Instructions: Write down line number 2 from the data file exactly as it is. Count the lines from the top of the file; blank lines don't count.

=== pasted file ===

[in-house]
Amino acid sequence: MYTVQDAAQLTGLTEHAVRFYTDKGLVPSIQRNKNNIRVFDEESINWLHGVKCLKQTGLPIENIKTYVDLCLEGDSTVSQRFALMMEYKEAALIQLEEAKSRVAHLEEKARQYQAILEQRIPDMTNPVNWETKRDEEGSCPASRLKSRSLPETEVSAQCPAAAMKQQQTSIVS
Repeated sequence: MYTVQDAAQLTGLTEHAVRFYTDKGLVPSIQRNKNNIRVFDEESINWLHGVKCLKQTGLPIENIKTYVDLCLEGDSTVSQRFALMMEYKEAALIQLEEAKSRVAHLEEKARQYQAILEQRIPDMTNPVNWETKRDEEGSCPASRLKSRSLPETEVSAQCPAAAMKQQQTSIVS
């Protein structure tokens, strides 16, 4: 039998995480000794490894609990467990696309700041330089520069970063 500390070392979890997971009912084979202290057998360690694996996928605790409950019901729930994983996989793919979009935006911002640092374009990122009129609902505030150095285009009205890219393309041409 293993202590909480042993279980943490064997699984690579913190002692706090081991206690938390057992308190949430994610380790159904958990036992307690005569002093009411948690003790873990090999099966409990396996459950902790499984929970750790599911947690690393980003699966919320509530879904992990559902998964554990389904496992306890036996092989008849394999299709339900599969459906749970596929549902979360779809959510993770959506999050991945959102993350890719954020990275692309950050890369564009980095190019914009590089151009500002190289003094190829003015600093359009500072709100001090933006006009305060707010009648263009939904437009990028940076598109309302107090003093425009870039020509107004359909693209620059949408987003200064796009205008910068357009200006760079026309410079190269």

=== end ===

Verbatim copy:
Amino acid sequence: MYTVQDAAQLTGLTEHAVRFYTDKGLVPSIQRNKNNIRVFDEESINWLHGVKCLKQTGLPIENIKTYVDLCLEGDSTVSQRFALMMEYKEAALIQLEEAKSRVAHLEEKARQYQAILEQRIPDMTNPVNWETKRDEEGSCPASRLKSRSLPETEVSAQCPAAAMKQQQTSIVS